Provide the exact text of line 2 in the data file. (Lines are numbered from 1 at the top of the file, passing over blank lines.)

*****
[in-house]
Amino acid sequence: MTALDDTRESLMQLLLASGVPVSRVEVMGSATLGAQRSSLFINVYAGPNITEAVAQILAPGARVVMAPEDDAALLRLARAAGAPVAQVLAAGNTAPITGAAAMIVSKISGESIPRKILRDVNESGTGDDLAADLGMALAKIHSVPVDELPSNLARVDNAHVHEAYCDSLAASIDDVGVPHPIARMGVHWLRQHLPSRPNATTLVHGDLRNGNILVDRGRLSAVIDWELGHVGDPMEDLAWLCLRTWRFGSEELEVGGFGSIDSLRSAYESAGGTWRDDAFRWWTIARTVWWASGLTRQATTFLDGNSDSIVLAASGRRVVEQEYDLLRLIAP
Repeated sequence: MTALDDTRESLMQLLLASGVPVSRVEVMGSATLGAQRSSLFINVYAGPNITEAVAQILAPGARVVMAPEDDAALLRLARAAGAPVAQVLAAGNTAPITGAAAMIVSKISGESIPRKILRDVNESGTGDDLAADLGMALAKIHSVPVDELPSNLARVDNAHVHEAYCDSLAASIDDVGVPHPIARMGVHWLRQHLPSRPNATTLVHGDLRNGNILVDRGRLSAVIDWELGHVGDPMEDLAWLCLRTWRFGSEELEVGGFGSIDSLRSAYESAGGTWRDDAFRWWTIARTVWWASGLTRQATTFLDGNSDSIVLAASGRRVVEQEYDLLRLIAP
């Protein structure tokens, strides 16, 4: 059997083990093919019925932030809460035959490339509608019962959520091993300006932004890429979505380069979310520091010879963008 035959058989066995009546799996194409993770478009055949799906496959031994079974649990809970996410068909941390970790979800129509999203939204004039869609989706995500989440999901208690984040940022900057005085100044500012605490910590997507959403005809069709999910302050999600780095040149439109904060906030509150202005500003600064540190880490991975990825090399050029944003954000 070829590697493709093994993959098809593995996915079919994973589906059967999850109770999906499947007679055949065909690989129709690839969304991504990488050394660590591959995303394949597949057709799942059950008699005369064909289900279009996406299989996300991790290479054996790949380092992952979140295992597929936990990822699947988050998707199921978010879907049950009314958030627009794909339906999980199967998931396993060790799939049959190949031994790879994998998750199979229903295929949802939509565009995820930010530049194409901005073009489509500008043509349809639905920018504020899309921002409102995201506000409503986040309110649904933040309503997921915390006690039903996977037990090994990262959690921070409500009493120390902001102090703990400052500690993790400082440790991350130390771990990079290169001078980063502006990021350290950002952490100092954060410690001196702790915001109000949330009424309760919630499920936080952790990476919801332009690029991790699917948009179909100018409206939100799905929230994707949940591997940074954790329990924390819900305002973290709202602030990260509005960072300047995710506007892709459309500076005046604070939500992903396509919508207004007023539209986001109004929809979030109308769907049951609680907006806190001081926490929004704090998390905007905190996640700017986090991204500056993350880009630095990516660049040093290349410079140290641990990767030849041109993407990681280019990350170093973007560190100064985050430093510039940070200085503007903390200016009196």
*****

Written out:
Amino acid sequence: MTALDDTRESLMQLLLASGVPVSRVEVMGSATLGAQRSSLFINVYAGPNITEAVAQILAPGARVVMAPEDDAALLRLARAAGAPVAQVLAAGNTAPITGAAAMIVSKISGESIPRKILRDVNESGTGDDLAADLGMALAKIHSVPVDELPSNLARVDNAHVHEAYCDSLAASIDDVGVPHPIARMGVHWLRQHLPSRPNATTLVHGDLRNGNILVDRGRLSAVIDWELGHVGDPMEDLAWLCLRTWRFGSEELEVGGFGSIDSLRSAYESAGGTWRDDAFRWWTIARTVWWASGLTRQATTFLDGNSDSIVLAASGRRVVEQEYDLLRLIAP